Apple granted significant Multi-Touch™ patents

“The US Patent and Trademark Office officially published a series of 24 newly granted patents for Apple Inc. today,” Jack Purcher reports for Patently Apple.

“Today’s first granted patent report highlights three out of five important Multi-Touch patent wins,” Purcher reports. “The three key patents cover such matters as multitouch auto scanning, multipoint touchscreens and Apple’s 3D curved substrate lamination process that integrates multitouch technology into their Magic Mouse.”

Purcher writes, “It’s a huge day for Apple on the Multi-touch patent front.”

Much more in the full article, including Apple’s patent application diagrams and illustrations, here.

Related article:
Multi-Touch™ is a trademark of Apple Inc. – May 29, 2008


      1. That it happened on Steve’s watch is what surprises me very, very much. I’m sure he was aware how painfully slow the patent system is (taking years to grant patents, then years again to defend them in court), but that he just let Google’s OS pass iOS without any pre-emptive measures is just difficult to understand.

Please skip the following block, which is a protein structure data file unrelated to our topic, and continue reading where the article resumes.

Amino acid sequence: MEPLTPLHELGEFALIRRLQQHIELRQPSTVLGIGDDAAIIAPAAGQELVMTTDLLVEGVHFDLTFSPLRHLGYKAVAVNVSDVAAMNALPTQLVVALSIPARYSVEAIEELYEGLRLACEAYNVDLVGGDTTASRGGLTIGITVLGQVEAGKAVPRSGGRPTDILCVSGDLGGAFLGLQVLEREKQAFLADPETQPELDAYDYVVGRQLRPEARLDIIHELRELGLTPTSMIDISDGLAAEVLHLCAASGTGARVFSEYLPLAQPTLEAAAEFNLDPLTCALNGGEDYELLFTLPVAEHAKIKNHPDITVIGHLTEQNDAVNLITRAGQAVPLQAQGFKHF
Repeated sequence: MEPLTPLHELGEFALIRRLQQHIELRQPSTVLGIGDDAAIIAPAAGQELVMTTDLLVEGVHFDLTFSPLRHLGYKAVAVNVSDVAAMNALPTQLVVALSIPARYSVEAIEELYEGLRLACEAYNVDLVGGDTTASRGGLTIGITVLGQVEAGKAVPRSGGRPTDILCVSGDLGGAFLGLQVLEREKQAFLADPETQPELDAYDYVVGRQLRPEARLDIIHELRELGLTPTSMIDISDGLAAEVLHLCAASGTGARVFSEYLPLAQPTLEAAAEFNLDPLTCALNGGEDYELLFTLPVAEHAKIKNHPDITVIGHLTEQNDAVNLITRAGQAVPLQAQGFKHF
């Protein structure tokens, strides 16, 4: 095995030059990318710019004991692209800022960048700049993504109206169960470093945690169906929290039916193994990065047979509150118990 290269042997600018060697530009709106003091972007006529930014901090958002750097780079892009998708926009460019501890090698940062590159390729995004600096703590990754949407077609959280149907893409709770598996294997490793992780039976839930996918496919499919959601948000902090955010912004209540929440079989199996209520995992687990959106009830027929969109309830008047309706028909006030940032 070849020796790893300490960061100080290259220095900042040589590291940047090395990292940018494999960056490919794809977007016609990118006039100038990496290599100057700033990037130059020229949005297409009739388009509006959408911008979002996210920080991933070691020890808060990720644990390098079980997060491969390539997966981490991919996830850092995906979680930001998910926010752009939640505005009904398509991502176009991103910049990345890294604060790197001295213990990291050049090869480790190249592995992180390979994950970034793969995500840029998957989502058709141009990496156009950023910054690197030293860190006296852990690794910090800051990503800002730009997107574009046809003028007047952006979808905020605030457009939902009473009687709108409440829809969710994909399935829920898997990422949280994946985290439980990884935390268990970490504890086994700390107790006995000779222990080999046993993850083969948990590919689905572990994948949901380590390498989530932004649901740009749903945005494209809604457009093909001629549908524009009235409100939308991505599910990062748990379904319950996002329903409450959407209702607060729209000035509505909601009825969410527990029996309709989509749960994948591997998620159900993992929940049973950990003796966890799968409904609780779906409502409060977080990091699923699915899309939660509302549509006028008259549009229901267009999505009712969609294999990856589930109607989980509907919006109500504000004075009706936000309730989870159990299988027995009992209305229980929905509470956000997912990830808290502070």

1. Well
          Really, if Eric A Mole hadn’t seen an early prototype and had to start copying when Apple disclosed publicly the iPhone, then it would have taken much more time for Android to become an effective competitor and only at that point would Apple have needed the patents. I think it’s very plain how much time this takes, just look at iPad, Google is struggling mightily to come up with a tablet os, because they didn’t have the tremendous head start that Eric A Mole gave them on the phone.

      2. … market share to make a go of it. They will, however, have to start backing out any tech covered by those patents. Or start paying license fees. Those fees being “modest”, of course. As that is only “fair” (see the latest suits “won” by Apple).
        No worries, this just means Moto can’t sue Apple over these.

      3. cashxx, market share for portable devices like cell phones can disappear very rapidly. Such devices have a useful life of a few years, at most, so it doesn’t take very long for the market to respond to changes in customer preferences.

        Modern examples: Nokia, Motorola, and RIM

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